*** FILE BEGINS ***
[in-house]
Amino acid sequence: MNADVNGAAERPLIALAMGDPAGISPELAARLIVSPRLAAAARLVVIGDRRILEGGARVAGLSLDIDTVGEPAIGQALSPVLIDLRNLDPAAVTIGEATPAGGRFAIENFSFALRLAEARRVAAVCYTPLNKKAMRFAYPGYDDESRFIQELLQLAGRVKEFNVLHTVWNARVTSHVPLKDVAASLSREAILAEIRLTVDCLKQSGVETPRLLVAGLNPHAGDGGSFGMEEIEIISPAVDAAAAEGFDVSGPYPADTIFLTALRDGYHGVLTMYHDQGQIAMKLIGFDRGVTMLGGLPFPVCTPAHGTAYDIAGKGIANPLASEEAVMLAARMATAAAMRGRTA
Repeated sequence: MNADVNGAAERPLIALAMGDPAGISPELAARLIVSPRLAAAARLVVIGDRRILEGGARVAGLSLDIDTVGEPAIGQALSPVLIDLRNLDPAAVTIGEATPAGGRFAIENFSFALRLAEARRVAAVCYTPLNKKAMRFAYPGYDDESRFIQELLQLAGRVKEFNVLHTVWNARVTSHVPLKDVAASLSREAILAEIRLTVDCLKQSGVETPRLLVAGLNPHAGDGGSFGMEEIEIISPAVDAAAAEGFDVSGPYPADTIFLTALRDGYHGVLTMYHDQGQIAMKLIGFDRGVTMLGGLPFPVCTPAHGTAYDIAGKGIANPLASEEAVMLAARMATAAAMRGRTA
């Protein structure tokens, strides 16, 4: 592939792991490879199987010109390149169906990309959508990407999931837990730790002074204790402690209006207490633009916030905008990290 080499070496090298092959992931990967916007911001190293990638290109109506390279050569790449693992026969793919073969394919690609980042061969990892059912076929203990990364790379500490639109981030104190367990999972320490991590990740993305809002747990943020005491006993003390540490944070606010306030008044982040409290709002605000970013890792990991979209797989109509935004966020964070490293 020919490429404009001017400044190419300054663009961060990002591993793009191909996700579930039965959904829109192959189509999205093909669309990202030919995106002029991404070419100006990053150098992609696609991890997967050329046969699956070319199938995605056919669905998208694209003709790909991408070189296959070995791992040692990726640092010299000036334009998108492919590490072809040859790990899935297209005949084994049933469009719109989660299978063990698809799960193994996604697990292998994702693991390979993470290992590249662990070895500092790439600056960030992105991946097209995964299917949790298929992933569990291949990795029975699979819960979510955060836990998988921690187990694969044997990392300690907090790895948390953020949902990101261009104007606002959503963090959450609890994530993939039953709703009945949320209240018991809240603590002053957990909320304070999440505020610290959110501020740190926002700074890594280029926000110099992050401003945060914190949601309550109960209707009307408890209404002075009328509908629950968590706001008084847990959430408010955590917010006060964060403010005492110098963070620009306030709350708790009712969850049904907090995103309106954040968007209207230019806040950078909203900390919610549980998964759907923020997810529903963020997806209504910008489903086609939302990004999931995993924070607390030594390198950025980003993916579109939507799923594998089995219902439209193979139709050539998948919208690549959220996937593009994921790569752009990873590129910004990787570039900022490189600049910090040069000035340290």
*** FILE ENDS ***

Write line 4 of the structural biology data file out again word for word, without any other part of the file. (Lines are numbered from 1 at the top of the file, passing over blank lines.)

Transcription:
């Protein structure tokens, strides 16, 4: 592939792991490879199987010109390149169906990309959508990407999931837990730790002074204790402690209006207490633009916030905008990290 080499070496090298092959992931990967916007911001190293990638290109109506390279050569790449693992026969793919073969394919690609980042061969990892059912076929203990990364790379500490639109981030104190367990999972320490991590990740993305809002747990943020005491006993003390540490944070606010306030008044982040409290709002605000970013890792990991979209797989109509935004966020964070490293 020919490429404009001017400044190419300054663009961060990002591993793009191909996700579930039965959904829109192959189509999205093909669309990202030919995106002029991404070419100006990053150098992609696609991890997967050329046969699956070319199938995605056919669905998208694209003709790909991408070189296959070995791992040692990726640092010299000036334009998108492919590490072809040859790990899935297209005949084994049933469009719109989660299978063990698809799960193994996604697990292998994702693991390979993470290992590249662990070895500092790439600056960030992105991946097209995964299917949790298929992933569990291949990795029975699979819960979510955060836990998988921690187990694969044997990392300690907090790895948390953020949902990101261009104007606002959503963090959450609890994530993939039953709703009945949320209240018991809240603590002053957990909320304070999440505020610290959110501020740190926002700074890594280029926000110099992050401003945060914190949601309550109960209707009307408890209404002075009328509908629950968590706001008084847990959430408010955590917010006060964060403010005492110098963070620009306030709350708790009712969850049904907090995103309106954040968007209207230019806040950078909203900390919610549980998964759907923020997810529903963020997806209504910008489903086609939302990004999931995993924070607390030594390198950025980003993916579109939507799923594998089995219902439209193979139709050539998948919208690549959220996937593009994921790569752009990873590129910004990787570039900022490189600049910090040069000035340290």